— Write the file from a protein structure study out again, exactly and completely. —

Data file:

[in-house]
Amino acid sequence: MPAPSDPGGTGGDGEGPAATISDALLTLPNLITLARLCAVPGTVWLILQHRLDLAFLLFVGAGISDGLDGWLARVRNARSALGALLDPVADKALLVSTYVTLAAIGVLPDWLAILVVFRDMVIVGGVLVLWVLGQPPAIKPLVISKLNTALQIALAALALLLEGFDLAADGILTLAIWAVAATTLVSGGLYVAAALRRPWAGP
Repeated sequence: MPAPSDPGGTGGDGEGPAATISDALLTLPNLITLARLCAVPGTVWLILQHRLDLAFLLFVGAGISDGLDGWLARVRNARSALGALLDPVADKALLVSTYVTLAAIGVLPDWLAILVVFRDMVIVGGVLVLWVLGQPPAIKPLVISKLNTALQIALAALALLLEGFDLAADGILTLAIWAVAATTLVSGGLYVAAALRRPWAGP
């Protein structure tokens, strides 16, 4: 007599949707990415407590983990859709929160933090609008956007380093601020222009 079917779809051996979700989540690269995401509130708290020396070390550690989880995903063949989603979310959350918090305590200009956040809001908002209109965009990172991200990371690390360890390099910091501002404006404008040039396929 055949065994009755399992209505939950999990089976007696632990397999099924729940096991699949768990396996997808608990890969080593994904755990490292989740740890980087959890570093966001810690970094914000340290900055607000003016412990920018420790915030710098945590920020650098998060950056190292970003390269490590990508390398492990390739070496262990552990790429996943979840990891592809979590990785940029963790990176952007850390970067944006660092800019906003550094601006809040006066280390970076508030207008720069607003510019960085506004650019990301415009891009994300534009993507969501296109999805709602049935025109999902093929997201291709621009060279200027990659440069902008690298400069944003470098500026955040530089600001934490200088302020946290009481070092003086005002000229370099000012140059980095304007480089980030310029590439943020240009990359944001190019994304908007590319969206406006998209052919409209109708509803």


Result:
[in-house]
Amino acid sequence: MPAPSDPGGTGGDGEGPAATISDALLTLPNLITLARLCAVPGTVWLILQHRLDLAFLLFVGAGISDGLDGWLARVRNARSALGALLDPVADKALLVSTYVTLAAIGVLPDWLAILVVFRDMVIVGGVLVLWVLGQPPAIKPLVISKLNTALQIALAALALLLEGFDLAADGILTLAIWAVAATTLVSGGLYVAAALRRPWAGP
Repeated sequence: MPAPSDPGGTGGDGEGPAATISDALLTLPNLITLARLCAVPGTVWLILQHRLDLAFLLFVGAGISDGLDGWLARVRNARSALGALLDPVADKALLVSTYVTLAAIGVLPDWLAILVVFRDMVIVGGVLVLWVLGQPPAIKPLVISKLNTALQIALAALALLLEGFDLAADGILTLAIWAVAATTLVSGGLYVAAALRRPWAGP
């Protein structure tokens, strides 16, 4: 007599949707990415407590983990859709929160933090609008956007380093601020222009 079917779809051996979700989540690269995401509130708290020396070390550690989880995903063949989603979310959350918090305590200009956040809001908002209109965009990172991200990371690390360890390099910091501002404006404008040039396929 055949065994009755399992209505939950999990089976007696632990397999099924729940096991699949768990396996997808608990890969080593994904755990490292989740740890980087959890570093966001810690970094914000340290900055607000003016412990920018420790915030710098945590920020650098998060950056190292970003390269490590990508390398492990390739070496262990552990790429996943979840990891592809979590990785940029963790990176952007850390970067944006660092800019906003550094601006809040006066280390970076508030207008720069607003510019960085506004650019990301415009891009994300534009993507969501296109999805709602049935025109999902093929997201291709621009060279200027990659440069902008690298400069944003470098500026955040530089600001934490200088302020946290009481070092003086005002000229370099000012140059980095304007480089980030310029590439943020240009990359944001190019994304908007590319969206406006998209052919409209109708509803």